The other day I posted that reruns of The Andy Griffith Show on TV Land in July accounted for nearly as much viewing as all of Hulu for July based on Nielsen data for Andy Griffith and comScore data for Hulu.
Commenter Bryan Alford suggested that I should've used SpongeBob for the comparison instead of the sheriff of Mayberry, but I had deliberately gone with something more obscure because I thought putting Hulu up against something as massive as SpongeBob (even in reruns) was unfair. I didn't want to make Hulu bring a plastic spoon to a gun fight.
In the single week of July 19-25, all the telecasts of SpongeBob accounted for about 5.4 billion viewing minutes compared to Hulu's 4.5 billion minutes for the entire month. So for the whole month, by himself in his pineapple under the sea, SpongeBob's viewing on Nickelodeon (and Nicktoons) was more than four times bigger than all viewing on Hulu.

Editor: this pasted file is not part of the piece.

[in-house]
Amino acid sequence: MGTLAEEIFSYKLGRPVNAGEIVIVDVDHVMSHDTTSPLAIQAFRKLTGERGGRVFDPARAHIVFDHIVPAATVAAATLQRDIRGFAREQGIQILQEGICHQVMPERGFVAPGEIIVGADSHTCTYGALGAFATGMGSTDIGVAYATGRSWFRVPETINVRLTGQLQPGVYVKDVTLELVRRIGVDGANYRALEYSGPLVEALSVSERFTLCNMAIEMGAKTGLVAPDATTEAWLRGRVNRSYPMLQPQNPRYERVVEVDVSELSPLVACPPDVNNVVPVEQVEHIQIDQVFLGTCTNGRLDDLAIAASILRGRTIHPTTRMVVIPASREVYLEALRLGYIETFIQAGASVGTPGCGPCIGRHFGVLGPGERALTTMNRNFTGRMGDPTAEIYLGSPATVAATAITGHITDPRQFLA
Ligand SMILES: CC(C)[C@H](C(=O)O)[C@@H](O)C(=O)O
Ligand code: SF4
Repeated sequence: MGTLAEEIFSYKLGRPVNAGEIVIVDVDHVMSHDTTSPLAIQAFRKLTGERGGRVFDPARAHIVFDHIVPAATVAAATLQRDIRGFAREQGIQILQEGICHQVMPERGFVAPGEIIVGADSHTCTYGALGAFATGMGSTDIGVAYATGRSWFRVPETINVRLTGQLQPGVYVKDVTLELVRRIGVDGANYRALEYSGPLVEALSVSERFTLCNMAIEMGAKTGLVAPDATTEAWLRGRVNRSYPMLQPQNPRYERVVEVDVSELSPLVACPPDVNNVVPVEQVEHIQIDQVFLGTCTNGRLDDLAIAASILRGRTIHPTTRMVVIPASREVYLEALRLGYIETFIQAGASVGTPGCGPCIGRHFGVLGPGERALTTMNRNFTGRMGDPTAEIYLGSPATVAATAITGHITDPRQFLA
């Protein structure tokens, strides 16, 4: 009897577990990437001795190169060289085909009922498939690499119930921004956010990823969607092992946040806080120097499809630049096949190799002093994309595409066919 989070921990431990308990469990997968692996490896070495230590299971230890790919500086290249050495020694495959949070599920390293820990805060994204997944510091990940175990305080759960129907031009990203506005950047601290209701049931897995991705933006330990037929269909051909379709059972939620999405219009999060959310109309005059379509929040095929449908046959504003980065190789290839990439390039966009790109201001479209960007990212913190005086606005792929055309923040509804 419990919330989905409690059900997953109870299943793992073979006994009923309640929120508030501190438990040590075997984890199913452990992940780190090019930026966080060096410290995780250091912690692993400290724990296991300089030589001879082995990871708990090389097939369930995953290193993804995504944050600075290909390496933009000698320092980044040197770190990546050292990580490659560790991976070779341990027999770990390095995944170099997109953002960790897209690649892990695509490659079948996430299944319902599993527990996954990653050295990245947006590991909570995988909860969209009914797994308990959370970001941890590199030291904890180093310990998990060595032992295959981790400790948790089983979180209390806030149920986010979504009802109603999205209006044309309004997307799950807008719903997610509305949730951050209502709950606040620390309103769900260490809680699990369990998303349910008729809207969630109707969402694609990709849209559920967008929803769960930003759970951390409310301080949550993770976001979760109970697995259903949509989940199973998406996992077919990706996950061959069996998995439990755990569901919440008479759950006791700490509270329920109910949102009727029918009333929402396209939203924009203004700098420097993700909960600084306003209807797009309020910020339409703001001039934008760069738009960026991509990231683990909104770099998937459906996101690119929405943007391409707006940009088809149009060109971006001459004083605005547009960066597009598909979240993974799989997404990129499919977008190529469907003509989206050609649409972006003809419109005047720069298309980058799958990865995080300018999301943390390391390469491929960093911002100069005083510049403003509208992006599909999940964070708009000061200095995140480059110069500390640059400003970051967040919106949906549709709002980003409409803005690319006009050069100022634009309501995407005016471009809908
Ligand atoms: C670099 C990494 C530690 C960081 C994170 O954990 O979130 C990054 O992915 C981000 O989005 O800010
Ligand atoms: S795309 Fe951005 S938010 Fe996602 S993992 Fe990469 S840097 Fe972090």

I hate to beat the dead horse until it's a woolly mammoth, but comScore chairman Gian Fulgoni had an excellent writeup on why Internet companies burn so much cash advertising on television and I wanted an excuse to use the chart below:
Keep in mind that the biggest percentage of time spent watching video on the Internet is still for viewing of short clips and not long form video.